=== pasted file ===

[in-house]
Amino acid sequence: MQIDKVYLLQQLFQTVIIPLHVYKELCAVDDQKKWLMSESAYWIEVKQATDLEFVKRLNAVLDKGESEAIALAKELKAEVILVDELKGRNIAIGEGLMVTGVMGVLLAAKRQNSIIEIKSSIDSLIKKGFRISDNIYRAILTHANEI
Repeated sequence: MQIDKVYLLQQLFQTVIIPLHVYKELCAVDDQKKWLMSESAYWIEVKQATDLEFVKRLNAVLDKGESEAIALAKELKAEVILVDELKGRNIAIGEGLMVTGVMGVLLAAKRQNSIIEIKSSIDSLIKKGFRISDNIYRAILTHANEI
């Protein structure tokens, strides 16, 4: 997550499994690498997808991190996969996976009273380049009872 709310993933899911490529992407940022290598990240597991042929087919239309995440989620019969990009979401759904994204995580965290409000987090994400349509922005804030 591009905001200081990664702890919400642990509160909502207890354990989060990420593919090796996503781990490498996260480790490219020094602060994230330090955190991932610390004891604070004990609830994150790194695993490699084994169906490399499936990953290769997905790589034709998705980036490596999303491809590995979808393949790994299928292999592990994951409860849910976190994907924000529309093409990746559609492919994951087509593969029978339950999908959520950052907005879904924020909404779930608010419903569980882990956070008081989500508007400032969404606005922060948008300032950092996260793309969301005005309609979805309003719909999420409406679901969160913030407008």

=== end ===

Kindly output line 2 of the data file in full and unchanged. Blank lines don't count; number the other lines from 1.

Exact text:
Amino acid sequence: MQIDKVYLLQQLFQTVIIPLHVYKELCAVDDQKKWLMSESAYWIEVKQATDLEFVKRLNAVLDKGESEAIALAKELKAEVILVDELKGRNIAIGEGLMVTGVMGVLLAAKRQNSIIEIKSSIDSLIKKGFRISDNIYRAILTHANEI